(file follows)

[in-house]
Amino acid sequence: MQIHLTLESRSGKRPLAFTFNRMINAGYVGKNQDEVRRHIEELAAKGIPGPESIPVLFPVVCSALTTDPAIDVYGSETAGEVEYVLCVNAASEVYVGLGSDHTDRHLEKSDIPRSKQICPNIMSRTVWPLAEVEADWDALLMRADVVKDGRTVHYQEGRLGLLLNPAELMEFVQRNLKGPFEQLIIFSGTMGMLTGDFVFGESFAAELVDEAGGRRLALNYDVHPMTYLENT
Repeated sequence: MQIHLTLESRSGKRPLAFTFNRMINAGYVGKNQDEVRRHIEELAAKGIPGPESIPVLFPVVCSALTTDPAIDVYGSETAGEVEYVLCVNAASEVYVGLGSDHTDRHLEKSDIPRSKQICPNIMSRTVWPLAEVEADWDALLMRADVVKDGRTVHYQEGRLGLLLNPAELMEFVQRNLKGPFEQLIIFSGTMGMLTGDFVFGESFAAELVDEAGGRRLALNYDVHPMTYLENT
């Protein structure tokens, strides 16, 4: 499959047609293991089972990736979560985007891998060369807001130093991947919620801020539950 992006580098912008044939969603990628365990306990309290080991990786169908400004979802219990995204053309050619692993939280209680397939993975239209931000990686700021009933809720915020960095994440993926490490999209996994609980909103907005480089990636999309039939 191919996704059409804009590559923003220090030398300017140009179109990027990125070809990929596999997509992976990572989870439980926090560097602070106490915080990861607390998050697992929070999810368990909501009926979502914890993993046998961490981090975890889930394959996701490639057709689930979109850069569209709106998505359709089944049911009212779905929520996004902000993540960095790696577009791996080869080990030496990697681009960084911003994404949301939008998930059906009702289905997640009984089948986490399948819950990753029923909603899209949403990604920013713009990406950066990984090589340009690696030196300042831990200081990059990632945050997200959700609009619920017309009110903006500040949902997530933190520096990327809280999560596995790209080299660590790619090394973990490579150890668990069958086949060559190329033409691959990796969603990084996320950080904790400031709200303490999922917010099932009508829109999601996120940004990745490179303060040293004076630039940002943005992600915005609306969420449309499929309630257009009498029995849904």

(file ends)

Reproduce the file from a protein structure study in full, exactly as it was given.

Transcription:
[in-house]
Amino acid sequence: MQIHLTLESRSGKRPLAFTFNRMINAGYVGKNQDEVRRHIEELAAKGIPGPESIPVLFPVVCSALTTDPAIDVYGSETAGEVEYVLCVNAASEVYVGLGSDHTDRHLEKSDIPRSKQICPNIMSRTVWPLAEVEADWDALLMRADVVKDGRTVHYQEGRLGLLLNPAELMEFVQRNLKGPFEQLIIFSGTMGMLTGDFVFGESFAAELVDEAGGRRLALNYDVHPMTYLENT
Repeated sequence: MQIHLTLESRSGKRPLAFTFNRMINAGYVGKNQDEVRRHIEELAAKGIPGPESIPVLFPVVCSALTTDPAIDVYGSETAGEVEYVLCVNAASEVYVGLGSDHTDRHLEKSDIPRSKQICPNIMSRTVWPLAEVEADWDALLMRADVVKDGRTVHYQEGRLGLLLNPAELMEFVQRNLKGPFEQLIIFSGTMGMLTGDFVFGESFAAELVDEAGGRRLALNYDVHPMTYLENT
């Protein structure tokens, strides 16, 4: 499959047609293991089972990736979560985007891998060369807001130093991947919620801020539950 992006580098912008044939969603990628365990306990309290080991990786169908400004979802219990995204053309050619692993939280209680397939993975239209931000990686700021009933809720915020960095994440993926490490999209996994609980909103907005480089990636999309039939 191919996704059409804009590559923003220090030398300017140009179109990027990125070809990929596999997509992976990572989870439980926090560097602070106490915080990861607390998050697992929070999810368990909501009926979502914890993993046998961490981090975890889930394959996701490639057709689930979109850069569209709106998505359709089944049911009212779905929520996004902000993540960095790696577009791996080869080990030496990697681009960084911003994404949301939008998930059906009702289905997640009984089948986490399948819950990753029923909603899209949403990604920013713009990406950066990984090589340009690696030196300042831990200081990059990632945050997200959700609009619920017309009110903006500040949902997530933190520096990327809280999560596995790209080299660590790619090394973990490579150890668990069958086949060559190329033409691959990796969603990084996320950080904790400031709200303490999922917010099932009508829109999601996120940004990745490179303060040293004076630039940002943005992600915005609306969420449309499929309630257009009498029995849904």